1: Can Everything I Do Online Be Monitored at My Router? 2018 might well be characterized as the year of privacy, or lack thereof. Exactly what can be seen at your router, especially with routers being poorly configured and even hacked, has become a topic of great interest to many, many people. [#1 last year]
2018’s Most Commented-on Articles
The number of comments made on an article is one way to measure how popular or controversial its topic might be. Let’s see if you can identify this year’s clear theme.
10: Am I Wasting My Time Reporting Scam and Spam Emails? The spam problem continues without an end in sight. Some folks have clear ideas on where and how, or whether, to report spam. Sometimes it helps (depending on how it’s reported), and sometimes it just makes them feel better.
9: Managing Brick Risk Earlier in the year, some Windows 10 updates actually bricked (disabled) some computers. My commentary shouldn’t surprise you: the press made a bigger deal of it than it really was, and of course you should back up first. Needless to say, there was a lot of discussion about Microsoft’s Windows 10 updates and the quality thereof.
8: Why Does My Microsoft Word Document Display Differently on Different Computers? A lot of people don’t realize why this happens, and naturally there’s a lot of discussion as to why, and what to do instead.
7: The 40-year Take-away My editorial on my biggest take-away from my (so far) 40-year career — keep learning and teach your kids how to keep learning — garnered a lot of support.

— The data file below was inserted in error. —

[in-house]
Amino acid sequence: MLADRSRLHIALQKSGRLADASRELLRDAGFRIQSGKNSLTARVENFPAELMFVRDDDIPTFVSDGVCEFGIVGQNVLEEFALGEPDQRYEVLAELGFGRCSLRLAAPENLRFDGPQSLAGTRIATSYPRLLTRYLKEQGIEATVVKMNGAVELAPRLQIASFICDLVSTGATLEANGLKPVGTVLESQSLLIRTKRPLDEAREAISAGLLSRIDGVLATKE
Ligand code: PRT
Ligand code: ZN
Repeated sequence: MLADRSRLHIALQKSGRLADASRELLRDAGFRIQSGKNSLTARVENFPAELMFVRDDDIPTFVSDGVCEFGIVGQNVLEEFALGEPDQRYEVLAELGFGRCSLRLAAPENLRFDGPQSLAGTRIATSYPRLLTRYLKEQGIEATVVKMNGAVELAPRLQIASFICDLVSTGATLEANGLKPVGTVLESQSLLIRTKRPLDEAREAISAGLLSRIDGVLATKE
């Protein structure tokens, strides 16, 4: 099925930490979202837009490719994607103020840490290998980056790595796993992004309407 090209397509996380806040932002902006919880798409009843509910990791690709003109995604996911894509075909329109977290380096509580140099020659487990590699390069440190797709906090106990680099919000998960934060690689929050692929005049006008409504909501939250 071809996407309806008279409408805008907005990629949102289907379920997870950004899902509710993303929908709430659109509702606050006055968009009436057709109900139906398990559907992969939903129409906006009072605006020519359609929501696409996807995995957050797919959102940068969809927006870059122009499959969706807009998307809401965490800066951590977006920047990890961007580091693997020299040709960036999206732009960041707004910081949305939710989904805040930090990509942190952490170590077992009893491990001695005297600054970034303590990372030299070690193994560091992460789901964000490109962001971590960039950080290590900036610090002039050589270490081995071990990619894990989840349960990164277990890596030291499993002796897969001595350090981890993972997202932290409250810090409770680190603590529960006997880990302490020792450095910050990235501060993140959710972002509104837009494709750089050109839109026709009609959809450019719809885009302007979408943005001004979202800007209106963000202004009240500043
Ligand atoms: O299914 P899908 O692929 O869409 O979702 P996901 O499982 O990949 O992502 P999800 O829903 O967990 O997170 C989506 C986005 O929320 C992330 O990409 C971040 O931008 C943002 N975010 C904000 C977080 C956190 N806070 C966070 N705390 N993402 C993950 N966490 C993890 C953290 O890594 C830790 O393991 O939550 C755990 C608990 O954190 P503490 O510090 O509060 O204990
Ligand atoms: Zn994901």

6: Half a Dozen Uses for OneDrive Cloud storage is always a popular and controversial topic. Many people chimed in with horror stories, while others contributed the various ways they’re using OneDrive.
5: How Do I Get the Windows 10 Creators Update 1709 to Install? Somewhat surprising, since this was a 2017 update, but it was another opportunity for people to discuss the quality of Microsoft’s Windows 10 updates.
4: Coping with Windows 10 Did I mention that people like to “discuss” Microsoft’s Windows 10 updates and the quality thereof?
3: How Do I Disable Windows Updates in Windows 10 Home? Once again, another discussion opportunity, with a fair amount of concern that Windows 10 Home users weren’t really given a choice.
2: What External Drive Should I Get? Back to practical matters, I constantly recommend backing up to an external drive as one of the most important things you can do to protect the data stored on your computer from various forms of loss. That naturally leads to this question, and lots of feedback on what people are using and doing.
1: Microsoft, We Deserve Better Though posted later in the year, this editorial, akin to an open letter to Microsoft, received the most commentary — twice as many comments as the #2 item. And once again, it provided an opportunity for people to discuss Microsoft’s Windows 10 updates.
Honestly, there’s really only one new observation this year: Windows 10. It’s all about Windows 10. 2018 was a difficult year for Windows 10, and the article’s topics — particularly the articles on which people left comments — really drive that point home.
Let’s hope that 2019 is less frustrating, at least in that regard.